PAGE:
Platform: Why it pays to listen to the voice of experience - Employers need to look beyond the superficial criteria of age and recognise the value of experienced PR people, says Clive Burton

Where have all the good jobs gone? Senior PR practitioners know the answer: to younger people. ’Committed’ ’dynamic’, ’entrepreneurial’ younger people. To job seekers of 40 and over such code words in advertisements mean only that they need not apply. If they do, their CVs will be among the first to be relegated to the wastebin - along with any remaining career aspirations they may still nurture.

Where have all the good jobs gone? Senior PR practitioners know the

answer: to younger people. ’Committed’ ’dynamic’, ’entrepreneurial’

younger people. To job seekers of 40 and over such code words in

advertisements mean only that they need not apply. If they do, their CVs

will be among the first to be relegated to the wastebin - along with any

remaining career aspirations they may still nurture.



It is an attitude which even the Government appears to condone: in spite

of an unequivocal assurance to the Association of Retired and Persons

over 50 in 1995 - from the then, Labour Opposition committing them to

early legislation against age discrimination in the workplace - current

New Deal advertisements carry a distinctly contrary message ’... the New

Deal is starting to bring in some very good people ... not clouded by

years of experience’. A letter seeking clarification of this apparent

volte face has now been sent by the Association to Andrew Smith, whose

Education and Employment Department is responsible for the copy.



Rather than denigrate the benefits of experience in this negative way,

surely it is more productive to emphasis the positive aspects that age

can bring to an employer? Yet today’s profession widely regards an

arbitrary two to five years’ experience as sufficient to attract a

senior executive or director tag and salary.



Media appointments pages confirm this trend towards ageism with

advertisements for ’dynamic public affairs manager with five years’

experience’ or ’exciting and challenging move to senior account

executive for committed young PR professionals or graduates with two to

three years’ experience’.



But why should such epithets be reserved exclusively for those

experiencing the first exuberant highs of this challenging and

stimulating profession?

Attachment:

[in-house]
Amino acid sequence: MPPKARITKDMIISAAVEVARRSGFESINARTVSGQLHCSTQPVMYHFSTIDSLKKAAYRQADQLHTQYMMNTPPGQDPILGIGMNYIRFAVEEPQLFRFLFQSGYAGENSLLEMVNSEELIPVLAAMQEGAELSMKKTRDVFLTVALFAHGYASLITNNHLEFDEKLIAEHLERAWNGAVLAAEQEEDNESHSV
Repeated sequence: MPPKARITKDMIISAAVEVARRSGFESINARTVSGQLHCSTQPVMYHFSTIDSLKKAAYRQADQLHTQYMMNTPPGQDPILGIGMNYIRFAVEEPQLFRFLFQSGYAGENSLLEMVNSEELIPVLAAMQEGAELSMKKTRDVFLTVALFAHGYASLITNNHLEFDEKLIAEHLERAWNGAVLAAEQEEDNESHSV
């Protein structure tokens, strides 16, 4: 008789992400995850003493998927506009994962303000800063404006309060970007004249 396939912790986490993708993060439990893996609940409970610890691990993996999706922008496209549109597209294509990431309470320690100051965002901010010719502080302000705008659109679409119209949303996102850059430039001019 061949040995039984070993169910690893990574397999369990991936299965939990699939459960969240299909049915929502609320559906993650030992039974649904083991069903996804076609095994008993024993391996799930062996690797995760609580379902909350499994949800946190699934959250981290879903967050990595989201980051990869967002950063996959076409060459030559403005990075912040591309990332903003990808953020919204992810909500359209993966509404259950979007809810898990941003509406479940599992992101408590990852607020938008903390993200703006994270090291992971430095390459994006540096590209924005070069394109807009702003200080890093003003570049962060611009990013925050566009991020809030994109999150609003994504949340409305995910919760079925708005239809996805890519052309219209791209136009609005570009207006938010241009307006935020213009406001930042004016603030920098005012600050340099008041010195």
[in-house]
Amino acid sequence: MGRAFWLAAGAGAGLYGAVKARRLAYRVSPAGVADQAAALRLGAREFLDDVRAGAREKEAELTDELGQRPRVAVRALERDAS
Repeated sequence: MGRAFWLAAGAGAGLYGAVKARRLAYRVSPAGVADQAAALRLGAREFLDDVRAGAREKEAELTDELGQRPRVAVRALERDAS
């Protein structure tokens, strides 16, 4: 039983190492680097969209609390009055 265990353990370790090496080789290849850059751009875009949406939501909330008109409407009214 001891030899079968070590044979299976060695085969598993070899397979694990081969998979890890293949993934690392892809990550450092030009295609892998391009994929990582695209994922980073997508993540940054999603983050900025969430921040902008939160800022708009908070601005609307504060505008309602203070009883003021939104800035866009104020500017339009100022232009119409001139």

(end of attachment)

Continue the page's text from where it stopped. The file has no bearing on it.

There are plenty of older people to whom they could apply equally as

well.



Men and women with decades of relevant skills and expertise: gifted

writers, influential communicators in word and image, eager mentors,

considerate listeners, dynamic leaders, the best of whom retain a

keenly-competitive spirit, a sense of ’now’, a willingness and ability

to learn and an undiminished desire to contribute to their own and

others’ growth.



Whether employed in-house or by a consultancy, their broadly-based

marketing nous, finely-honed creative talents and well-developed

planning, people and motivational skills make them a resource every bit

as valuable as less senior colleagues when it comes to problem solving,

taking a broad view of strategic planning, or simply guiding a team

towards the satisfactory solution of a client brief.



Taking factors such as these into consideration, the argument for

including senior PR practitioners within a broadly-based mixed-age

workforce is persuasive.



Many PR professional in their late 40s or early 50s who accepted

’voluntary’ redundancy are now keen to return to a full time role in an

industry constantly highlighting a lack of skilled practitioners to fill

’growing numbers of vacancies’, so what better time is there to make job

opportunities open to all suitably-qualified applicants?



In such a time-intensive business as ours, the value of experience

should never be under-estimated. Yet the myth that only younger

practitioners can contribute to the successful growth of a company

continues to be perpetuated and accepted by an industry which helped to

eliminate racist and sexist recruitment and employment practices many

years ago.



Clive Burton is public relations manager for ARP/050, the Association of

Retired and Persons Over 50. He is 55.



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